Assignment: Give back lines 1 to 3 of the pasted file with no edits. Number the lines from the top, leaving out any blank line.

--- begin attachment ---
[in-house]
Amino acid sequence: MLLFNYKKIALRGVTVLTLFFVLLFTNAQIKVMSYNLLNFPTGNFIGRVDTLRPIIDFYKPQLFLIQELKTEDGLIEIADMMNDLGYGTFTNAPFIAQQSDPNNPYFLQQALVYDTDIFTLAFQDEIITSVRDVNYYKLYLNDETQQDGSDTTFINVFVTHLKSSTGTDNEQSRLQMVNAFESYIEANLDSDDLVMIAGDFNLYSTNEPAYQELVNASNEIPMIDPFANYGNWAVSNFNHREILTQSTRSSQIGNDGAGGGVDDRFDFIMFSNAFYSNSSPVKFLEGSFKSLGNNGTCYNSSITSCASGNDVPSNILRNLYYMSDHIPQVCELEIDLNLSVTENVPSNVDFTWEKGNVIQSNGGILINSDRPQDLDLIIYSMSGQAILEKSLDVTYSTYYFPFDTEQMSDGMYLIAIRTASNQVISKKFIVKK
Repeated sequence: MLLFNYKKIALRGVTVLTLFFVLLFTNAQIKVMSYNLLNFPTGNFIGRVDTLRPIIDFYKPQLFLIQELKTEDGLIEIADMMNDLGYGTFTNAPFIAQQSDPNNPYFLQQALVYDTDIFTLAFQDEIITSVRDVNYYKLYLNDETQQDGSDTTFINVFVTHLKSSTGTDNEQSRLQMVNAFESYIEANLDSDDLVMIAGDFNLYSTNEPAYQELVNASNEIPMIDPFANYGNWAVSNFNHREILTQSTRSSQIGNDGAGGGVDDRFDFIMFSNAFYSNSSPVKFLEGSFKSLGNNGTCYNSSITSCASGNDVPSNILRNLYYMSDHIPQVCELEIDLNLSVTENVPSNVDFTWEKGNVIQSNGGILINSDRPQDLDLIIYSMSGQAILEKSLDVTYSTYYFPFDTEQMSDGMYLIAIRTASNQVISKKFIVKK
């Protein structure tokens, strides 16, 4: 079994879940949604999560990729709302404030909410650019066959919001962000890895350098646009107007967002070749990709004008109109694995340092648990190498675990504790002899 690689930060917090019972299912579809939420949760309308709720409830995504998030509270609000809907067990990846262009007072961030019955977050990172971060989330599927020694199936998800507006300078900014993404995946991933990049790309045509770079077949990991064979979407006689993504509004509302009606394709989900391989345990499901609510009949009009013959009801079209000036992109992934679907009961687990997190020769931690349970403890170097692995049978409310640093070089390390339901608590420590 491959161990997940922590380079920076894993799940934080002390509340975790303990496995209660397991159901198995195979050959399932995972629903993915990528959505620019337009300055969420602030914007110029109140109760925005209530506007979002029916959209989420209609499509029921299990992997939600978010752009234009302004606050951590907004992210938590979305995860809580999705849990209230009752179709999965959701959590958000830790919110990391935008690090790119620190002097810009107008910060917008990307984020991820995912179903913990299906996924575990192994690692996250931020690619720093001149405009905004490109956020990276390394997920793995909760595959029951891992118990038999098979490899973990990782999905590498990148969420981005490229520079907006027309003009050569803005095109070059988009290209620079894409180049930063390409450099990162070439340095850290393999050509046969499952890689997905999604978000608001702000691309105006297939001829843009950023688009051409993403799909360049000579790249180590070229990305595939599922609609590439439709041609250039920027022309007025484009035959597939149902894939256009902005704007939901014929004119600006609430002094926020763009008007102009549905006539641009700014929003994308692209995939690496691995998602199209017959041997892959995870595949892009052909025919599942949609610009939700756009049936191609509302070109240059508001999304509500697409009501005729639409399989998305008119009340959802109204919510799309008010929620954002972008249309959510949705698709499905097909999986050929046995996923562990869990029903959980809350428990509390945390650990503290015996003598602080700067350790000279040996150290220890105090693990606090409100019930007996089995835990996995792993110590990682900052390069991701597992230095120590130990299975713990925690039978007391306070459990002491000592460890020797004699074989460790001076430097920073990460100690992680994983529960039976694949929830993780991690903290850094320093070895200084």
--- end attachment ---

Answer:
[in-house]
Amino acid sequence: MLLFNYKKIALRGVTVLTLFFVLLFTNAQIKVMSYNLLNFPTGNFIGRVDTLRPIIDFYKPQLFLIQELKTEDGLIEIADMMNDLGYGTFTNAPFIAQQSDPNNPYFLQQALVYDTDIFTLAFQDEIITSVRDVNYYKLYLNDETQQDGSDTTFINVFVTHLKSSTGTDNEQSRLQMVNAFESYIEANLDSDDLVMIAGDFNLYSTNEPAYQELVNASNEIPMIDPFANYGNWAVSNFNHREILTQSTRSSQIGNDGAGGGVDDRFDFIMFSNAFYSNSSPVKFLEGSFKSLGNNGTCYNSSITSCASGNDVPSNILRNLYYMSDHIPQVCELEIDLNLSVTENVPSNVDFTWEKGNVIQSNGGILINSDRPQDLDLIIYSMSGQAILEKSLDVTYSTYYFPFDTEQMSDGMYLIAIRTASNQVISKKFIVKK
Repeated sequence: MLLFNYKKIALRGVTVLTLFFVLLFTNAQIKVMSYNLLNFPTGNFIGRVDTLRPIIDFYKPQLFLIQELKTEDGLIEIADMMNDLGYGTFTNAPFIAQQSDPNNPYFLQQALVYDTDIFTLAFQDEIITSVRDVNYYKLYLNDETQQDGSDTTFINVFVTHLKSSTGTDNEQSRLQMVNAFESYIEANLDSDDLVMIAGDFNLYSTNEPAYQELVNASNEIPMIDPFANYGNWAVSNFNHREILTQSTRSSQIGNDGAGGGVDDRFDFIMFSNAFYSNSSPVKFLEGSFKSLGNNGTCYNSSITSCASGNDVPSNILRNLYYMSDHIPQVCELEIDLNLSVTENVPSNVDFTWEKGNVIQSNGGILINSDRPQDLDLIIYSMSGQAILEKSLDVTYSTYYFPFDTEQMSDGMYLIAIRTASNQVISKKFIVKK